Letter to the Editor…
The other day I logged into my usual news and social media sites and had a chat box pop up on Facebook from my long-time best friends younger brother. He has recently joined me in the financial world, and took a job as consumer analytics with BoA last year. His question was pertaining to currencies, and as he knows I spend a fair bit of time in the forex markets he figured I might be his guy. However, I haven’t heard back from him since, so we’ll see if that’s a good thing or not. I figured I’d share the following as it got me thinking. For reference, every trade I take in any asset class (except for tangible commodities purchasing, like gold or silver bullion) is done strictly through technical analysis and charting. This method has worked well for me, and I make many of my trades public, including pending trades I haven’t taken yet. You are welcome to follow along and call me out on Twitter if you like, I’m @TraderSlim. In this case however, he asked a fundamental question not a technical one, so I thought I’d try to answer it as best I could. While I attempted to stick with the charts, it was hard for me to not get a little opinionated, but who among us doesn’t have that problem.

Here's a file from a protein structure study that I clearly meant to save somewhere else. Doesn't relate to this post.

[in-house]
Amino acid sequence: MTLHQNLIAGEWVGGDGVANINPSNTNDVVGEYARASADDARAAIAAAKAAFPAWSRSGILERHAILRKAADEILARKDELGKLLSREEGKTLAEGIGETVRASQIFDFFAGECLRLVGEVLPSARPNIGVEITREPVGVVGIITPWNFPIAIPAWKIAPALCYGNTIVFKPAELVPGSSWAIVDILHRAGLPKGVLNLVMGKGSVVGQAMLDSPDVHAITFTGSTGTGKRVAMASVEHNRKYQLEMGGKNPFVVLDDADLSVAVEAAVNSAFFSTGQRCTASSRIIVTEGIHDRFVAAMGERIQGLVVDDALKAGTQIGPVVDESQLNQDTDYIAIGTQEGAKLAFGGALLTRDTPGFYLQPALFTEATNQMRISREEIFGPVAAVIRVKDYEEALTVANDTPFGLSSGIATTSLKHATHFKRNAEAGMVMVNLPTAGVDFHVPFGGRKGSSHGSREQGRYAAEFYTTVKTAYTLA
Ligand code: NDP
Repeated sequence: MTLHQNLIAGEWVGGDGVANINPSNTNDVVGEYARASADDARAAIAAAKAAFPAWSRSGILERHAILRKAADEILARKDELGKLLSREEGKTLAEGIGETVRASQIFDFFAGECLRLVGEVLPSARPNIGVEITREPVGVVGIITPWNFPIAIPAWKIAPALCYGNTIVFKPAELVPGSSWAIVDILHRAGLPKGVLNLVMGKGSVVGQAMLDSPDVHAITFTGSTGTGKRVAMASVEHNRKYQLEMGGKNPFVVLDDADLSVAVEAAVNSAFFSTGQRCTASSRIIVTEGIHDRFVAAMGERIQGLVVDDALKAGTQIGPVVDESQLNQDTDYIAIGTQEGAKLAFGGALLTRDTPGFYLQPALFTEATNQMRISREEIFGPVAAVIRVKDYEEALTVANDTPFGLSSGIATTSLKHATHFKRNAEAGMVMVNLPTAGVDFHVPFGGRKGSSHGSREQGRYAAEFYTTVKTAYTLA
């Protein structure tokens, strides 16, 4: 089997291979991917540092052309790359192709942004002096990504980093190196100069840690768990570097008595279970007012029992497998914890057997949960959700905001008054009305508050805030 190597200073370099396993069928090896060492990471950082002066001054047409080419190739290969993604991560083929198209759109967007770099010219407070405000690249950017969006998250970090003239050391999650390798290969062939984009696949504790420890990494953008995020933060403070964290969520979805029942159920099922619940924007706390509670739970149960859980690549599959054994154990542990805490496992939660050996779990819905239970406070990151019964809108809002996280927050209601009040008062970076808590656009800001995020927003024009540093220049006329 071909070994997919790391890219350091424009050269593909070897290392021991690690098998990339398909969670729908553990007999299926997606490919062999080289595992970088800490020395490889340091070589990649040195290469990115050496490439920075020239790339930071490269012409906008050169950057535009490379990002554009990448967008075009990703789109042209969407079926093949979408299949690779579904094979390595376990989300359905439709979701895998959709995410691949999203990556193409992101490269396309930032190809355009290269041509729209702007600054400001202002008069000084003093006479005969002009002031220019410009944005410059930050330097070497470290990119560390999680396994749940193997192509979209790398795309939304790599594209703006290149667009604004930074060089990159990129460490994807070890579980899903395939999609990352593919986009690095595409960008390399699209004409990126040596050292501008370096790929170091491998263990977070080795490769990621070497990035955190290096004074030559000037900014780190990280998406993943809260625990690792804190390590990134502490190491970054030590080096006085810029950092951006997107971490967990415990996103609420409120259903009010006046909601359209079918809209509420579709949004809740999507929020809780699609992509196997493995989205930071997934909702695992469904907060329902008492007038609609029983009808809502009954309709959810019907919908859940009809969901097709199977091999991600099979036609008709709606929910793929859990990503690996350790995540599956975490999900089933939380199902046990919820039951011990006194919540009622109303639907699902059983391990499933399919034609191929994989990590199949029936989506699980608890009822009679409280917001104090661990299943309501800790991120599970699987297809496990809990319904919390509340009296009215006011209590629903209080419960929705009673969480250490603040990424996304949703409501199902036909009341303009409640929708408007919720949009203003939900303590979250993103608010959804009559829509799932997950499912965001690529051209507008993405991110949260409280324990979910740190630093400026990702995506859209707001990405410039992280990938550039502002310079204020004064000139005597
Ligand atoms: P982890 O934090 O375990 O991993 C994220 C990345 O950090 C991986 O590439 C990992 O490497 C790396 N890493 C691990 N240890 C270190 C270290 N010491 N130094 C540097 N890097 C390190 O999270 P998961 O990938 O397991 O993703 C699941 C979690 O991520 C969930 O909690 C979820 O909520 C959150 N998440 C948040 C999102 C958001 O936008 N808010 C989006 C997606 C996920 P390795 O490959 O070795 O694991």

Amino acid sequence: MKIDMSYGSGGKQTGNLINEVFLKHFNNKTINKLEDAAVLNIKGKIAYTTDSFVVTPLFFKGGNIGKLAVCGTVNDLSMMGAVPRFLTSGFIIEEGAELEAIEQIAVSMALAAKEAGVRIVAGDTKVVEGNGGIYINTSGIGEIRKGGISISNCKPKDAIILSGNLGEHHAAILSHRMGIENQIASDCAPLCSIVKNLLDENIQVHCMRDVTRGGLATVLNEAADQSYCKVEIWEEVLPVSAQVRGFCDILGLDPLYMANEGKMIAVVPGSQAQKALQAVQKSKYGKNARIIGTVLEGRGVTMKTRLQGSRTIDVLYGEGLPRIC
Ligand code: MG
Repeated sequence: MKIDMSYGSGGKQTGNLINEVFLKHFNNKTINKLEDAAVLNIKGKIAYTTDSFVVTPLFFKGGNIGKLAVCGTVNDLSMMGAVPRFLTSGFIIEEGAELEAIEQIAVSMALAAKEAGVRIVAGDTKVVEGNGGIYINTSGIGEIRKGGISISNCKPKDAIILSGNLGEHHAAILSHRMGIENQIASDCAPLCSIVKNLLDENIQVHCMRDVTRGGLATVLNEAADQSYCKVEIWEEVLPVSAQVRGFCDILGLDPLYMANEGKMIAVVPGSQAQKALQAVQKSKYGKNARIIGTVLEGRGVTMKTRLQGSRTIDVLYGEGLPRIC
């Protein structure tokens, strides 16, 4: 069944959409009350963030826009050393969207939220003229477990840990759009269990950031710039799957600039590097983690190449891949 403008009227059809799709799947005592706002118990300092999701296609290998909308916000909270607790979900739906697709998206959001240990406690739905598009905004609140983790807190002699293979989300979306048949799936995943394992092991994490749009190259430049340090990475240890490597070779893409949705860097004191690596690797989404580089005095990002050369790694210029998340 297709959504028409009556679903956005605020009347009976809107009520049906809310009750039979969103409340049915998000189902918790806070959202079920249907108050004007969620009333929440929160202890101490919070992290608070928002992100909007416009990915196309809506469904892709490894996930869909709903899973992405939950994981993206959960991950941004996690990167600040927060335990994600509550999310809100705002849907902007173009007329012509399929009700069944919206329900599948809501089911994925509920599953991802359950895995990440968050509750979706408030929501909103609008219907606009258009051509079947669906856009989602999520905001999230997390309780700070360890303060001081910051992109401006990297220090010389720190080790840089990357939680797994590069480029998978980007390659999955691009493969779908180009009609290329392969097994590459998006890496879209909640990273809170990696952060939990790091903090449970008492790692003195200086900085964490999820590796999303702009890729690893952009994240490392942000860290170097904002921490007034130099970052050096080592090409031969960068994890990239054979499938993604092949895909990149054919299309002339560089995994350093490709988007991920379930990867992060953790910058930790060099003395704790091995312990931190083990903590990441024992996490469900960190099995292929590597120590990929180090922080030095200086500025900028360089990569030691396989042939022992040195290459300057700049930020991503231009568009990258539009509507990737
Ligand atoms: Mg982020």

“So I’ve been following this renminbi saga for the last month or so. But I just don’t know enough about currency markets to understand wtf is actually going on. Thought mb you might be able to explain?”
My “lengthy” response…
OK, I’m going to try and answer the question in a vacuum, as in the way I approach my trading, devoid of major news events or fundamental analysis, and just focus solely on the charts, since you’re asking specifically about the currency and that’s where I make my “2nd job money”. First though, I’m sure you’re well aware of what’s going on in other aspects of the Chinese markets, with the HSCE off about 45% in the last 6 or 8 months. On a side note, I’d be a pretty aggressive buyer of some Chinese indexed funds when the HSCE hits about 7350, and I’m pending some shorts on the US markets this year as well. Realistically, I think the Chinese markets are entering stage 3 of the sell off, the manic stage. It’s becoming household news, and frankly I think the fall will be over in the next 6 months. If the manic phase ends up massive, then But that’s besides the point. See HSCE chart below.
Now, speaking specifically to the currency. Personally, I don’t trade the CNY (Yuan Renminbi) pairs b/c of how high the overnight roll is and being it’s a fairly new venture, it doesn’t have a lot of track record to base decisions off of. Finally, it’s China, and transparency is not their strong point, so it’s difficult for me to feel comfort in taking a trade in a currency/market so heavily manipulated (at least in the short direction) so I can’t speak much to it. Although given the agressiveness the Chinese government pursues good news, I think once the sell off is over, I would consider taking long positions.